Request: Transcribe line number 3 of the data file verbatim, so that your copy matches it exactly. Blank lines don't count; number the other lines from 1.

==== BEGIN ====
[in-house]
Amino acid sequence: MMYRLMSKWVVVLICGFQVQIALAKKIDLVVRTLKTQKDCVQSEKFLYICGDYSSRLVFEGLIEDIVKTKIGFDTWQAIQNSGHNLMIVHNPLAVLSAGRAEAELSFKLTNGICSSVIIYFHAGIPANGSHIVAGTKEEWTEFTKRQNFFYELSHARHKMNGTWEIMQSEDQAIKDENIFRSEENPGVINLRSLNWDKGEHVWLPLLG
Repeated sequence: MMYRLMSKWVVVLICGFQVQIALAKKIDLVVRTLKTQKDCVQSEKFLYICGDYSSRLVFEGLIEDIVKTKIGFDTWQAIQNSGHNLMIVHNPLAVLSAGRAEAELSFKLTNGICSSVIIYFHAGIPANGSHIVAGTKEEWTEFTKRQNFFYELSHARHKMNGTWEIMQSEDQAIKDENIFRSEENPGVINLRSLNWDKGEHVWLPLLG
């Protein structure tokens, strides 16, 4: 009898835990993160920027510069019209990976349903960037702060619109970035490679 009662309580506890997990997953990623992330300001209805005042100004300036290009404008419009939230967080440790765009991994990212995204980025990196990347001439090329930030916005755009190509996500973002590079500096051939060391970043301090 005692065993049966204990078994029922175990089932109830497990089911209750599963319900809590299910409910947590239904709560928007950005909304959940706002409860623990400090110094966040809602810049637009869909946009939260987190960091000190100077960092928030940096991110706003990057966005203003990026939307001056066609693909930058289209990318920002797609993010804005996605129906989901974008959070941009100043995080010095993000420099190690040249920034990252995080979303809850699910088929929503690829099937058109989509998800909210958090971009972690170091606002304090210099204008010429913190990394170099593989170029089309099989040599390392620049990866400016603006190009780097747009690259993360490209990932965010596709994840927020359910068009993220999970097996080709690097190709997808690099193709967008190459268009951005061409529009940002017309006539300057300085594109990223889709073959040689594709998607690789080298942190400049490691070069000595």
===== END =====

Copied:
Repeated sequence: MMYRLMSKWVVVLICGFQVQIALAKKIDLVVRTLKTQKDCVQSEKFLYICGDYSSRLVFEGLIEDIVKTKIGFDTWQAIQNSGHNLMIVHNPLAVLSAGRAEAELSFKLTNGICSSVIIYFHAGIPANGSHIVAGTKEEWTEFTKRQNFFYELSHARHKMNGTWEIMQSEDQAIKDENIFRSEENPGVINLRSLNWDKGEHVWLPLLG